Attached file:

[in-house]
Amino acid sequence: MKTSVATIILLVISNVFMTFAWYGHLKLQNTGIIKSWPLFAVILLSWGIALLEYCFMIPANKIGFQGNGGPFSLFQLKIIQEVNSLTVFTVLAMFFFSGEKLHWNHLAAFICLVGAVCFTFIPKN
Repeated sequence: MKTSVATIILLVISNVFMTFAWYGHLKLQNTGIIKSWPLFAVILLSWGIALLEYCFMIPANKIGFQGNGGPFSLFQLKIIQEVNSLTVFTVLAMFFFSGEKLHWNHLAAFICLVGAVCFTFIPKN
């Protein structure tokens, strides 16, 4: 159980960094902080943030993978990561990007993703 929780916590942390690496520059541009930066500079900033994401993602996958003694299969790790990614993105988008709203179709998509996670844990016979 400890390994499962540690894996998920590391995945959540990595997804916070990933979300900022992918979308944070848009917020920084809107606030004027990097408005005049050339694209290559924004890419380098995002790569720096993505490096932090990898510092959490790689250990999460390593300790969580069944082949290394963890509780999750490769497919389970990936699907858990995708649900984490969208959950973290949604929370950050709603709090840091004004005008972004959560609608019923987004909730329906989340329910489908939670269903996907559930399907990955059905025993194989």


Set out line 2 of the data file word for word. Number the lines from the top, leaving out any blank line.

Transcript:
Amino acid sequence: MKTSVATIILLVISNVFMTFAWYGHLKLQNTGIIKSWPLFAVILLSWGIALLEYCFMIPANKIGFQGNGGPFSLFQLKIIQEVNSLTVFTVLAMFFFSGEKLHWNHLAAFICLVGAVCFTFIPKN